Prices ease broadly as holidays begin / ABS and PVC situations remains tense / Apprehensive outlook: Whatâ€™s to come as the summer progresses?
PE: Many market observers got their own price forecasts wrong at the beginning of the month. Their expectation that the high triple-digit price reductions on the spot market would also be reflected in the contract prices did not materialise. Instead, the relationship between demand, supply and cost became even more differentiated. Imports improved the availability of certain grades, resulting in higher price reductions – with LDPE and LLDPE (C4), for example. Where imports failed to appear (for example with PE pipe 80 and 100), the market had to be content with a rollover. With C6 and C8 film grades, decreases were only achieved at the upper end of the price scale and even then they were small. At the lower end, it was just about enough for a rollover. August will be dominated by the holiday season, so the overall demand could decline. Prices are likely to remain fairly balanced or fall slightly. If the defective naphtha line drives even more companies to declare force majeure in Europe, it will become necessary to amend the forecast significantly.
PP: After months of increases, prices for most PP grades began tumbling from their lofty heights in July 2021. Only PP copo film remained stable. Prices for the other grades came down, despite the EUR 40/t rise in the C3 contract. For the most part, peaks levelled off. The reduction for the well-supplied homopolymer was greater than for copolymer, where supply was seen to improve only incrementally. Prices for injection moulding grades, which were affected by the summer plant holidays at automakers, gave way more substantially than for film grades. Compounds showed a reverse trend. For contracts indexed to the monomer, the rise in the C3 contract triggered a price rise for polymer. In contrast, buyers with contracts tied to standard PP saw some price relief. In August, the supply side will undoubtedly try to factor the higher C3 price of EUR 58/t into selling prices for the polymer. In view of the weak summer holiday related demand across all product groups, however, they are unlikely to achieve more than minimal improvements. For compounds, the trend seen in July is likely to continue into August. Contracts indexed to C3 will see prices move a notch higher, while contracts tied to standard PP will likely see further price relief.
PVC: Where is it supposed to end? PVC prices continued spiralling upward in July 2021, for the 14th month running. Hopes for an improved supply situation were dashed, and the extreme shortage of material, coupled with a high level of demand, thus remains the dominant topic. In the time since the price rally began in June 2020, the average price of S-PVC base material reported on by PIE has risen by 92%. One record after another is being broken. August is not set to bring any relief either. Demand remains high, since many converters are not cutting back their production during the holiday period. Material bottlenecks are pushing prices even higher, also for compounds. The shortage of additives is also hampering production – since the chaotic shipping logistics situation is causing massive delays in deliveries on all sides.
Styrenics: The sharp decline of the styrene reference in July (down EUR 208/t) extended the downward trend in styrenics prices. However, the extent of the discounts varied considerably. Whereas the markdowns on PS were fairly in line with the SM reduction, and in some cases even exceeding it in distribution, EPS and ABS suppliers contented themselves with relatively small discounts. This price development reflects the general supply situation quite accurately: PS supply has mostly recovered by now while EPS and ABS are still suffering from serious bottlenecks. In August, the short-term price correction, which has lasted only two months after a bull market of several months, will probably come to an end as the styrene reference has turned upwards again by EUR 36/t. In its slipstream, PS again could turn into a slight upward trend provided the market does not call for a further correction of the still very high price level. The cards are stacked against buyers in the undersupplied EPS and ABS markets. However, considering the massive bottlenecks, suppliers will hardly be content with simply passing on costs. And more bad news has emerged for ABS supply: Ineos Styrolution (Frankfurt / Germany; www.ineos-styrolution.com) has declared force majeure for deliveries of its “Terluran” standard ABS from its Belgian site in Antwerp.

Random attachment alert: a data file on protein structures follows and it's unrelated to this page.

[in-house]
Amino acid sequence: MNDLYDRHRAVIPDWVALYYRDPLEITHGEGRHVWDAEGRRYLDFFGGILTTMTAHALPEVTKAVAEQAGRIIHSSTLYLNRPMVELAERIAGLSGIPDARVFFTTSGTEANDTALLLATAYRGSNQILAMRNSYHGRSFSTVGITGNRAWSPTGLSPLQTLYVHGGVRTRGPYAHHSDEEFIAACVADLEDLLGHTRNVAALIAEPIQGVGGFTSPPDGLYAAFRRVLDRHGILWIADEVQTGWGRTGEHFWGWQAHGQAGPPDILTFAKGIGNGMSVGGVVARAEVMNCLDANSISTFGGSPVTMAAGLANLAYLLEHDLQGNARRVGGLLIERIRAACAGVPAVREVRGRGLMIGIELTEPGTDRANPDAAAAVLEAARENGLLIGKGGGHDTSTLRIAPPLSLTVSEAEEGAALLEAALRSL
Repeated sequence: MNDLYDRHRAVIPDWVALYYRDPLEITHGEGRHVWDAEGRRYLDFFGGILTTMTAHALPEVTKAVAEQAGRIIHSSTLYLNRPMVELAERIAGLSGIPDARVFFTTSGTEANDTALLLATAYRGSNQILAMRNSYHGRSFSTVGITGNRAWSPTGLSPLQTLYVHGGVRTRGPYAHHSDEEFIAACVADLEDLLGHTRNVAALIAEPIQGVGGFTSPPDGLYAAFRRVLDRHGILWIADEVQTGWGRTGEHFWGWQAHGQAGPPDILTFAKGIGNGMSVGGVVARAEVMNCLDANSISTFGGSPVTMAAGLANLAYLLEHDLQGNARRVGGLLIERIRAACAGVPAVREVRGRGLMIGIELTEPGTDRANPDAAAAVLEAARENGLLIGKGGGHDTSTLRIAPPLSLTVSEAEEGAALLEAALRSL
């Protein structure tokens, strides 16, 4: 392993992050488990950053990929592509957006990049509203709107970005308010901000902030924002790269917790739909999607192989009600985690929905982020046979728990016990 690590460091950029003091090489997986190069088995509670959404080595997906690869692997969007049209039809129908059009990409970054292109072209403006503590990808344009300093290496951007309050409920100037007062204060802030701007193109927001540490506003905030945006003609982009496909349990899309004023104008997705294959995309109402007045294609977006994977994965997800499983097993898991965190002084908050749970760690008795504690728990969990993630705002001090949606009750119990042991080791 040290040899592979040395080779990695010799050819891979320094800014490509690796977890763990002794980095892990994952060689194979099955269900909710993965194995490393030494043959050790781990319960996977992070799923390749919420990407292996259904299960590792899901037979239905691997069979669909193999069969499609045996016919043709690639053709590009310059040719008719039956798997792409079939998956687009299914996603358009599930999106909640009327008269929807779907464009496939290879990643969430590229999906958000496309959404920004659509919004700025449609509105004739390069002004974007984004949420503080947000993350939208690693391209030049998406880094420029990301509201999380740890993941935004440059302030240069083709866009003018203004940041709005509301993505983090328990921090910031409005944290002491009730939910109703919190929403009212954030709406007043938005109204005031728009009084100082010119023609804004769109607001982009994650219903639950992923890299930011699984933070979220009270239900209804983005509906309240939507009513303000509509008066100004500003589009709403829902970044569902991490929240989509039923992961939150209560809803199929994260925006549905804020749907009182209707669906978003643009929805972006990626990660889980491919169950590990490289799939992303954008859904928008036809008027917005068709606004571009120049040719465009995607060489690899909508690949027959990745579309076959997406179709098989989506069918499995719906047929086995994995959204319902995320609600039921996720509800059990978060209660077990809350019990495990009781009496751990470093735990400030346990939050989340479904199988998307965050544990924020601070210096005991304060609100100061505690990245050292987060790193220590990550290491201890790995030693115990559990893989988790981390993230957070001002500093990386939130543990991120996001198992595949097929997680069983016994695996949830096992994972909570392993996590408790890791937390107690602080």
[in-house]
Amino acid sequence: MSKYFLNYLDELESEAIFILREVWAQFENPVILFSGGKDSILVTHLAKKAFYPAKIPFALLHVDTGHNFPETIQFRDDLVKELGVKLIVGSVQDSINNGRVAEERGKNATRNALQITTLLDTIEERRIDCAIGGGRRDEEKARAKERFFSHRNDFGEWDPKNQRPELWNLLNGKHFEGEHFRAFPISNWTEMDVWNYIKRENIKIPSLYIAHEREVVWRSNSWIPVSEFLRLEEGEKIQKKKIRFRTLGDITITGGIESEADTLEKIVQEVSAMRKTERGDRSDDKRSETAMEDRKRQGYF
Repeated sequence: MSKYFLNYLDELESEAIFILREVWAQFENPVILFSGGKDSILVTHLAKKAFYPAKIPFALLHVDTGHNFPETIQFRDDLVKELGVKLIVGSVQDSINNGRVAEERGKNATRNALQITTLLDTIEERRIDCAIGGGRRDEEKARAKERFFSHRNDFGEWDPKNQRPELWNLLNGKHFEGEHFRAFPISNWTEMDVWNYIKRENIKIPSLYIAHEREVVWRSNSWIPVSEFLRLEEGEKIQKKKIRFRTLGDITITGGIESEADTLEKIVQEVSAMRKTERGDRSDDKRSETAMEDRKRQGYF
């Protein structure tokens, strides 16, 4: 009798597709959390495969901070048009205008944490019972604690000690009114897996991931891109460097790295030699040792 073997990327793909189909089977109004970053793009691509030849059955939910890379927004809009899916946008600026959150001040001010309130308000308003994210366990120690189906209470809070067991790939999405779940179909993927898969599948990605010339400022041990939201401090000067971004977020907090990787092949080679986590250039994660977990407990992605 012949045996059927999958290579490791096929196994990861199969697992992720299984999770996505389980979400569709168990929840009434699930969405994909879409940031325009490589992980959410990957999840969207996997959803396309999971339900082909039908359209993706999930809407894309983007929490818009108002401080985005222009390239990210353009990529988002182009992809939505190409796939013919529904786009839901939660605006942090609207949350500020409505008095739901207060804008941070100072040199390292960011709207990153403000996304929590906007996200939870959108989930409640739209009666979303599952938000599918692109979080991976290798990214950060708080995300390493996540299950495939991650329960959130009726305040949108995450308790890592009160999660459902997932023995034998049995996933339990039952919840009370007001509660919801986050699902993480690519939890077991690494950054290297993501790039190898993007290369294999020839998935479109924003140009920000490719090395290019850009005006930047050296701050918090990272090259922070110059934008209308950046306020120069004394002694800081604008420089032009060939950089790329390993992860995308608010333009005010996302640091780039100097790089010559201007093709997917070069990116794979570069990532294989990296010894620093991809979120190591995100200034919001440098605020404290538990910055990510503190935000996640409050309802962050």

PET: Only very slight corrections emerged for what were very high price levels on European PET markets in July 2021. Rising oil prices drove up the cost side, establishing a basis that prevented any further slide in pricing. At the same time, suppliers were unable to push through any increases as demand remained quite subdued. Optimistic hopes for a sharp rise in demand were undermined by rainy weather coupled with the emerging fourth wave of the pandemic. And because the import situation also remained bleak, customers were only able to achieve slight reductions at very high price levels. PET producers would like to pass on expected increases for PX and those also potentially for MEG to their customers in August and will most likely be able to push through some of the increase. Demand development will be the decisive factor for determining the extent of the hikes, and this is expected to be rather subdued by current estimates.